If you think stolen laptops are a threat to your organization, you'd better double-check the PCs and hard drives you've sold, trashed, or given away.
In a newly-published study of more than 300 hard drives obtained in auctions and computer fairs all over the world, university researchers found "an alarming level of sensitive information" remains on second-hand long after they are disposed of.
The study, released yesterday, was conducted by the University of Glamorgan in the U.K., Edith Cowan University in Australia, and BT's Security Technology Research Group.
The researchers purchased the hard drives in various used computer venues in Australia, Germany, North America, and the U.K. They then studied the drives to see what data they could still access on second-hand disks.
What they found was a surprising array of data that should have been erased long before the drives were sold or tossed. Some of the data included payroll information, employee names and photos, IP addresses, network information, mobile phone numbers, copies of invoices, and financial information such as bank and credit card accounts.
The researchers did not publish figures to show how many of the 300 drives held sensitive data, and officials could not be reached for comment today. The team did say that the results "were an improvement" on the numbers in 2005, which was the first year the universities conducted the study. Andrew Blyth, who led the research team at the University of Glamorgan, said, "It is obvious [from the data] that there are millions of hard drives on public sale that still contain highly confidential material."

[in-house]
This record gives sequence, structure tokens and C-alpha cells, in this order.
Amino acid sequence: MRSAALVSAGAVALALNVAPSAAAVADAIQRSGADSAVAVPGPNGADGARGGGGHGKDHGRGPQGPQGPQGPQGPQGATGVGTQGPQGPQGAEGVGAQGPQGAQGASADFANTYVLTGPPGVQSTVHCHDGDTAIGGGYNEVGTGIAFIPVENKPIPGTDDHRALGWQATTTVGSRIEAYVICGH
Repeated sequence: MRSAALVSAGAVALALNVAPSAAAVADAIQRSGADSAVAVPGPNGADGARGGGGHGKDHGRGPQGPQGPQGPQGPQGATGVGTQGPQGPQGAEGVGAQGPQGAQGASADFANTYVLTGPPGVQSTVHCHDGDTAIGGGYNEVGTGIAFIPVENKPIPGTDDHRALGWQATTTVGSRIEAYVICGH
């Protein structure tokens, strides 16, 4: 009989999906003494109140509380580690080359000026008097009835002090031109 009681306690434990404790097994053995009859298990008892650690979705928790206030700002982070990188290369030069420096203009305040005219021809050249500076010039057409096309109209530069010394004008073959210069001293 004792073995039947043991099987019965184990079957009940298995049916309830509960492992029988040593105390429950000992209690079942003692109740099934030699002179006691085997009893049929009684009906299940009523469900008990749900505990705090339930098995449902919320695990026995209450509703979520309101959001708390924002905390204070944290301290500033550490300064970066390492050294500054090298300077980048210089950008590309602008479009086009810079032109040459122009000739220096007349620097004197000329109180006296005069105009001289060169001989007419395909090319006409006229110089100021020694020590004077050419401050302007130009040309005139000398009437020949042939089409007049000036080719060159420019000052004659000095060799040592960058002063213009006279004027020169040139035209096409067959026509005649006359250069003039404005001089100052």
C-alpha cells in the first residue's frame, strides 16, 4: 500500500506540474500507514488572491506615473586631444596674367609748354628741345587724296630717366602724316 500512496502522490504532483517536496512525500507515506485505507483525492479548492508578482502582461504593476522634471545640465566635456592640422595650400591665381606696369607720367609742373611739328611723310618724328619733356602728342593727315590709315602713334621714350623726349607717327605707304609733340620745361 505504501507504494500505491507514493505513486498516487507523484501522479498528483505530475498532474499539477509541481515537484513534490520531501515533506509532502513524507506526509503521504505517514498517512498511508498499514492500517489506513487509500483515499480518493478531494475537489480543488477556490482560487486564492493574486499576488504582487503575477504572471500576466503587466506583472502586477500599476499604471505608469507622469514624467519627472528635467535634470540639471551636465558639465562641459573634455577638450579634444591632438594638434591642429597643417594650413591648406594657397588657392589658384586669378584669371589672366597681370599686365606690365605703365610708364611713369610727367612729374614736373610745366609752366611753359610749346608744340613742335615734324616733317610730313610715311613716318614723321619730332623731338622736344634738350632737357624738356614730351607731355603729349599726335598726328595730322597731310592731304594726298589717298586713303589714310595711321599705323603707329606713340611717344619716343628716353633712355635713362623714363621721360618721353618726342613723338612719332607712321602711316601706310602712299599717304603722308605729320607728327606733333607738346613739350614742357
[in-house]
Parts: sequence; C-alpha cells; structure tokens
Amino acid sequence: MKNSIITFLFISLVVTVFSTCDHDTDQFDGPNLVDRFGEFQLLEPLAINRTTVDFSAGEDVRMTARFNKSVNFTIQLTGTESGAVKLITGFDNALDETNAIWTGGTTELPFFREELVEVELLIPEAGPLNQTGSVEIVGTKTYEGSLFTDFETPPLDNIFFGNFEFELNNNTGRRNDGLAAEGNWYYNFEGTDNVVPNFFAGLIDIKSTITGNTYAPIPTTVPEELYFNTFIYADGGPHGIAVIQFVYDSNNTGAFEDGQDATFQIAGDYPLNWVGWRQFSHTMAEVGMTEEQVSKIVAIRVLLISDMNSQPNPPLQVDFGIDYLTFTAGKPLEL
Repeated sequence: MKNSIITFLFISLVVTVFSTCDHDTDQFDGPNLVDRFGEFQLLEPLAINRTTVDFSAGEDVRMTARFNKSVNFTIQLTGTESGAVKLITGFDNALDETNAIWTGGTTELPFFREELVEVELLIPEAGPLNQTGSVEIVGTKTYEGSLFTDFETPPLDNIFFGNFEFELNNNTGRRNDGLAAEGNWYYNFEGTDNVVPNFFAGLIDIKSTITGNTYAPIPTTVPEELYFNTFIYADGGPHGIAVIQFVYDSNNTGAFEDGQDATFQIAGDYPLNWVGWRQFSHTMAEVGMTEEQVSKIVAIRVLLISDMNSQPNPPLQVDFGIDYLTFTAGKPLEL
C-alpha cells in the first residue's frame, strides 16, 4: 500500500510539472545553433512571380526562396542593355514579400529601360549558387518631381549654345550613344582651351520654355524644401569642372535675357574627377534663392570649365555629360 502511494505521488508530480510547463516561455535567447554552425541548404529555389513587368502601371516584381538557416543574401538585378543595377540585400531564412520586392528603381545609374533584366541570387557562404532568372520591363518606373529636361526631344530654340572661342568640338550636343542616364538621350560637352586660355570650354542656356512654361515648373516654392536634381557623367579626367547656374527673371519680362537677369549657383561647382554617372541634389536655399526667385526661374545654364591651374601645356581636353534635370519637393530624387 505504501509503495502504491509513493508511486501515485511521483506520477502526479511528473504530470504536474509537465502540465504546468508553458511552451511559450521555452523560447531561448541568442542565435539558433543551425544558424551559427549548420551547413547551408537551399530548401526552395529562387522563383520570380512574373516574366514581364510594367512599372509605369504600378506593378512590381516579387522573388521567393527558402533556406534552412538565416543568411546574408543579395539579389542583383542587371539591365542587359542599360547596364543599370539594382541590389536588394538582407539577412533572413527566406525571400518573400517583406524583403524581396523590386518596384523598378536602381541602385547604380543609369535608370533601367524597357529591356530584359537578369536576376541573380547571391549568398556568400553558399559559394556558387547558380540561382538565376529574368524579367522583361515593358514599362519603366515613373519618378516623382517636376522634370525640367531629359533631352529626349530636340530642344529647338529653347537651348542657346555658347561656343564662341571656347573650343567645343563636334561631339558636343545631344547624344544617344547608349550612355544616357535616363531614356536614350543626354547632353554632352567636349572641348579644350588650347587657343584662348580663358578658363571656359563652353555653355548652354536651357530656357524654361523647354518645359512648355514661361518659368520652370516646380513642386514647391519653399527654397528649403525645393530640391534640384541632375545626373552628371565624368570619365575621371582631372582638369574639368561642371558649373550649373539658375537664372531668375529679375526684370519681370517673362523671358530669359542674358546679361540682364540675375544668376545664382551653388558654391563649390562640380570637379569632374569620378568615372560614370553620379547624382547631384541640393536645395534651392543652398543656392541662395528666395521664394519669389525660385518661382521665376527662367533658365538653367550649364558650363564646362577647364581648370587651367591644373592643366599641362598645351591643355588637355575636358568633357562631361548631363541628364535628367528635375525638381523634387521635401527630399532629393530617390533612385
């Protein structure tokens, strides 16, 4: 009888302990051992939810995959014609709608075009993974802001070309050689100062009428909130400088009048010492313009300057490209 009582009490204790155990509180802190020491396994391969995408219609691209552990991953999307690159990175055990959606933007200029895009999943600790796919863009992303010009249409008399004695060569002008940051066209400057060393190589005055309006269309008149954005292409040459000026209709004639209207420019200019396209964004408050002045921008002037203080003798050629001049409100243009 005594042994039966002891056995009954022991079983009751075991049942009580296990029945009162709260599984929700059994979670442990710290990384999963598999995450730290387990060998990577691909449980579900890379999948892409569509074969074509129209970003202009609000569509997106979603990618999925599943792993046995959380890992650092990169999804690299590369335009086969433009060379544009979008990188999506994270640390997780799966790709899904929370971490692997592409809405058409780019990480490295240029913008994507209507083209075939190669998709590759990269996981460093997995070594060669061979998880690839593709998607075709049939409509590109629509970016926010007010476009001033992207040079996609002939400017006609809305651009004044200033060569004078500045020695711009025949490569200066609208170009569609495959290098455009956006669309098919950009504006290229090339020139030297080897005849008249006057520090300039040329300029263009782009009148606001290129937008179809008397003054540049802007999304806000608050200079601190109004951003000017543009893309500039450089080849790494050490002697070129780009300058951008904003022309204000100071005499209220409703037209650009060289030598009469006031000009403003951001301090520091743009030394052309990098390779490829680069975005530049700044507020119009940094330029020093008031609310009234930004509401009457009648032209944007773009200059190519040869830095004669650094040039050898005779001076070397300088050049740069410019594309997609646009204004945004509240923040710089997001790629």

Companies have been struggling for some time with the problem of erasing sensitive data from hard drives, which is a time-consuming process that is difficult to do thoroughly. Last month, some IT pros took heart when a prototype "trash can" was developed, promising a quick and comprehensive means of erasing the drives. (See A Garbage Can for Hard Drives.)
Apparently, however, many companies still are not completing the task of wiping out sensitive data from their hard drives. Andy Jones, head of security technology research at BT, chastised IT departments and users in a written statement upon the publication of the study results.
"Given the level of exposure that the subject has received in recent times, the availability of suitable tools to ensure the safe disposal of information, increasing legislative pressure, and the increasing literacy of computer users, it is difficult to understand or explain why there is such poor implementation of this knowledge and tools in ensuring that disks are effectively cleaned before they are disposed of," Jones said.
Tim Wilson, Site Editor, Dark Reading